Capitalism becomes cannibalism: Dr. Pepper in the desert
Dr Pepper’s Wet Dream: Water, Government Subsidies and Transfer of Wealth in the Middle of the Desert
VICTORVILLE, Calif. – On a sun-baked afternoon in October 2008, a group of soft-drink executives and city officials gathered for a groundbreaking ceremony at an old Air Force base on the outskirts of the city, 100 miles east of Los Angeles.
They were standing on the edge of the Mojave Desert, one of the driest, most inhospitable terrains in America. Yet there they were, posing for photographs, gold-plated shovels in hand, to mark the construction of a massive new bottling plant and distribution hub for the Dr Pepper Snapple Group, a facility that will to suck up hundreds of millions of gallons of water a year from this water-scarce area to supply soft drinks to 20 percent of its domestic market.
The $120 million plant will occupy 57 acres, with 200 low-skilled workers manning almost 1 million square feet of warehouse space. Using 250 million gallons of water a year, six production lines will crank out 350,000 gallons worth of liquid refreshments a day, shipping perennial soft-drink favorites like Dr Pepper, Snapple, 7UP, A&W, Hawaiian Punch and 50 other brands all across the West Coast and Southwest.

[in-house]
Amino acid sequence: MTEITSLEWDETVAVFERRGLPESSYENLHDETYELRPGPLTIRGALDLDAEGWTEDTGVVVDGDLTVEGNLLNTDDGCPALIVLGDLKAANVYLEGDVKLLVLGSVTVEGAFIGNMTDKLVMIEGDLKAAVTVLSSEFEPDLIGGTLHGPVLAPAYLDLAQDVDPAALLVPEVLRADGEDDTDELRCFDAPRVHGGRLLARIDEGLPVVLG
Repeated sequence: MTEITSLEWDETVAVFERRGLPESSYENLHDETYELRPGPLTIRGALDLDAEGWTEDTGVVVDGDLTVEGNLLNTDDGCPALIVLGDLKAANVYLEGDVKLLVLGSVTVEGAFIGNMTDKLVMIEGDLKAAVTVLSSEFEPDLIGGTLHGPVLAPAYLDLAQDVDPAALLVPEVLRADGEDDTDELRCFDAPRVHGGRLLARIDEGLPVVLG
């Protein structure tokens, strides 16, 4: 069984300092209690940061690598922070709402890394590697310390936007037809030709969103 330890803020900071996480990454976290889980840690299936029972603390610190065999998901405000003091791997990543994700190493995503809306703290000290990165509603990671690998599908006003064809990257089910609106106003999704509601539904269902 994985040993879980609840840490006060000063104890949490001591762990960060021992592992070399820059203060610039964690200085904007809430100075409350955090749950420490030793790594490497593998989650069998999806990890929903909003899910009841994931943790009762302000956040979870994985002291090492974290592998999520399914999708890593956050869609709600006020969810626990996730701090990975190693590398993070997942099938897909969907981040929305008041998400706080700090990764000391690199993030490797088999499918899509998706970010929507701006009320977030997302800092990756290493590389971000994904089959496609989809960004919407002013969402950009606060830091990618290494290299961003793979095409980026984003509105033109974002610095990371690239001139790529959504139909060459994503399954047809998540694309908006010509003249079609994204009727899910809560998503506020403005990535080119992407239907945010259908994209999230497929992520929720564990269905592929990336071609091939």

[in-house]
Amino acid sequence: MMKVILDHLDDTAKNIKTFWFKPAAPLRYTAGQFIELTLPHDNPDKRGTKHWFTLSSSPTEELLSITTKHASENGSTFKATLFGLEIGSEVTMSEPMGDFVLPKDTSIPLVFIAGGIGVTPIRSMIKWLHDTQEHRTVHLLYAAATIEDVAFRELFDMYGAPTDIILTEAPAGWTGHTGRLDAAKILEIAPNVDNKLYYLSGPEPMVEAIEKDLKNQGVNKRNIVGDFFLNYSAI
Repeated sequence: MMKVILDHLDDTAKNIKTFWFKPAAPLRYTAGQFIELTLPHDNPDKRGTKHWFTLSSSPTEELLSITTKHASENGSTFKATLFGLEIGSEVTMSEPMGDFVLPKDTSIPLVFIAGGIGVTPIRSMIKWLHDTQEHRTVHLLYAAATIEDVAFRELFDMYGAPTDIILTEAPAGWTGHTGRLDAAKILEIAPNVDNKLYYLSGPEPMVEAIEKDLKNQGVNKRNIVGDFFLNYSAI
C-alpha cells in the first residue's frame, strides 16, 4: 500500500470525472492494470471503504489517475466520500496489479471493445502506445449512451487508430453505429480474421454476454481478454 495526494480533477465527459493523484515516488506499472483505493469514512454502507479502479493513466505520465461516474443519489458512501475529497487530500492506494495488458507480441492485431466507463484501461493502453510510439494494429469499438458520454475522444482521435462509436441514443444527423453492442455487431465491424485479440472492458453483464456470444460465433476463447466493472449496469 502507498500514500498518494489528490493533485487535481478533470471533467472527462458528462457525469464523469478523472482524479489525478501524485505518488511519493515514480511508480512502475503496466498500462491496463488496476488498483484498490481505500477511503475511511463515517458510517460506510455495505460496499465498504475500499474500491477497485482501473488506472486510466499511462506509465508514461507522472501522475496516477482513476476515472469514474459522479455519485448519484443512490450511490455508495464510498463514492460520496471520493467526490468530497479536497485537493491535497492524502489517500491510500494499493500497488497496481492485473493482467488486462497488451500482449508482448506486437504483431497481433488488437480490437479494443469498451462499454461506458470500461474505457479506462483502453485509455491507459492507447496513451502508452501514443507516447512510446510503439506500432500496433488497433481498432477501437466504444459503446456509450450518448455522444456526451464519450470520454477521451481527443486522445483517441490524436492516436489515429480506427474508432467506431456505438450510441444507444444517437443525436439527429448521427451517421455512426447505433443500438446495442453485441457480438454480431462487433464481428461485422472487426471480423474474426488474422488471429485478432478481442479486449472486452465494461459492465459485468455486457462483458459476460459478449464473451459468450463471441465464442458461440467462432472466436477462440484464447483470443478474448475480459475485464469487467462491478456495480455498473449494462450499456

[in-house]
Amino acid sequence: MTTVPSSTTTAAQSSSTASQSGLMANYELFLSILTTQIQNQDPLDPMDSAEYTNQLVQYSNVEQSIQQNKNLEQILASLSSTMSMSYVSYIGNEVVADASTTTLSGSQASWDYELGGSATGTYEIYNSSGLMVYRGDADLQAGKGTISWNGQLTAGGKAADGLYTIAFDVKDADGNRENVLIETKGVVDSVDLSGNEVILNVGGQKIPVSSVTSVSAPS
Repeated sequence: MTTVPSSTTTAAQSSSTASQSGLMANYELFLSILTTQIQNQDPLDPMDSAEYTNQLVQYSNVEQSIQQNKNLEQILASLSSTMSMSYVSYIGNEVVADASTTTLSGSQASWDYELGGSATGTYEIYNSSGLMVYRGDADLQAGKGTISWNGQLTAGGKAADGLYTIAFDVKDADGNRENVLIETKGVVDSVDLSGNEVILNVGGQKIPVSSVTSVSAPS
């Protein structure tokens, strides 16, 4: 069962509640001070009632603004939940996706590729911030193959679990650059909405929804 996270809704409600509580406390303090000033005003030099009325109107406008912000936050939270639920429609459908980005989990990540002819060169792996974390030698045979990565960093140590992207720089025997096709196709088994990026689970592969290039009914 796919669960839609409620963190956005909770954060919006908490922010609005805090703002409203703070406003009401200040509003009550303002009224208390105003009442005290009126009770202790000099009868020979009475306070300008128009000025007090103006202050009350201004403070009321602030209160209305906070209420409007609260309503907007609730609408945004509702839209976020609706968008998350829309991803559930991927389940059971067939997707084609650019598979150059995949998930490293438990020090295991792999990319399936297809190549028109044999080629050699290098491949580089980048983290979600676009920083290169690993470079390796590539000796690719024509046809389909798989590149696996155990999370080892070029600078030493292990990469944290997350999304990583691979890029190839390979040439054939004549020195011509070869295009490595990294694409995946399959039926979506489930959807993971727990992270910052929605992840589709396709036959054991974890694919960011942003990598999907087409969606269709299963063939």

The Victorville plant was a steal for the beverage manufacturer, receiving tens of millions of dollars in subsidies from the city.</strong> Local officials have painted it as a win-win situation, talking up the jobs and tax revenue it will bring to a community hard-hit by the recession and housing market collapse.
To Victorville officials, the advantages of job growth, no matter how minuscule, far outweigh any concerns over the increased water use. But some locals are not convinced that the plant is such a good idea. Because no matter how you slice it, corporate interests and political ambitions come out as the only real winners.</em>
This is madness. Who in their right mind sticks a water-guzzling factory in the desert? Someone who gets to do it on somebody else’s dime- and water. The annual average precipitation for Detroit is 33.58 inches. And that city is about to rust away to nothing, and I’m sure they’d fall over themselves to get Dr. Pepper there. So why Victorville? Has everyone lost the ability to look further than their next paycheck? Once the tax breaks stop, or they find some other sucker town with a nickel better kickback, the “Dr Pepper Snapple Group” will shut down the plant, move along, and Victorville will be literally…dust.
And they deserve it.